Print facilities say their biggest challenges to printing great color come in customer files. No matter how well a printer manages color in-house, the settings used on inbound files will always affect the quality and color of the final output.
So how should print files be set up?
Most importantly: If you have a specific print shop you plan on working with, always follow their artwork guidelines for the best color results. Following a printer’s specs will reduce the pre-press time required to prep your file for printing, saving you time and money. A printer will tell you what they need to get the best results for their process.
Continue reading Set Your Files Up For Success
Color is dynamic. We all see it a little differently because color is the physical response of the eye to light + the mental interpretation of those responses. This makes printing color accurately a bit tricky until one has a basic understanding of color space.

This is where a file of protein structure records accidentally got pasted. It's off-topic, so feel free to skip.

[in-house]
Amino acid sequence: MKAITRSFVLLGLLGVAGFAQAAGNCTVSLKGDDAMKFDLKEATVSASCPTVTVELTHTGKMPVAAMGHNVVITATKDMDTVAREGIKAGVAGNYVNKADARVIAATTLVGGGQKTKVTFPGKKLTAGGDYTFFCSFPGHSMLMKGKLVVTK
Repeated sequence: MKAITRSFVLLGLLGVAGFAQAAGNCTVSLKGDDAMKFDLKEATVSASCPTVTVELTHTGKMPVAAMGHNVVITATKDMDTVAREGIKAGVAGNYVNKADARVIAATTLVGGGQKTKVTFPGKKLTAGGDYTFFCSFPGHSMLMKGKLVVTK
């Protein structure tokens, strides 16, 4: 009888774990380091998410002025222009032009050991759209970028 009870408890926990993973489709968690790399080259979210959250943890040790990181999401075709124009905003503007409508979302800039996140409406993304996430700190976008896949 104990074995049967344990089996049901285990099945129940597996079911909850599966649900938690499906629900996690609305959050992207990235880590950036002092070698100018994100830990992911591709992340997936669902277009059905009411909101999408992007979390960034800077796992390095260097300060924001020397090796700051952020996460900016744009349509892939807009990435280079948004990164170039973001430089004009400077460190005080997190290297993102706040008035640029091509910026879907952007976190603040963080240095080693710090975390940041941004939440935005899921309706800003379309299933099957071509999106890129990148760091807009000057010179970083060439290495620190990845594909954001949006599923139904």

First, all color starts with light. The color of a physical object is the result of projected light reflecting off the object. Your eyes + brain interpret what gets reflected, and the result is the color you see. A red apple, for example, reflects red wavelengths of light and absorbs all others. You see the reflected red wavelengths. As ambient light decreases, colors appear to fade because there is less light and, therefore, less color.
Continue reading Color Management 101: Color Spaces
Let’s be honest, no printing device is truly consistent. Print variance is inevitable. While minor variation over the course of weeks is normal, what you should be concerned with is either a sudden change outside the normal variation or a slow degradation over time. Some variation is mechanical in nature, like a print head getting clogged, and some variation comes from external variables such as temperature and humidity.
Continue reading Color Management 101: Printer Consistency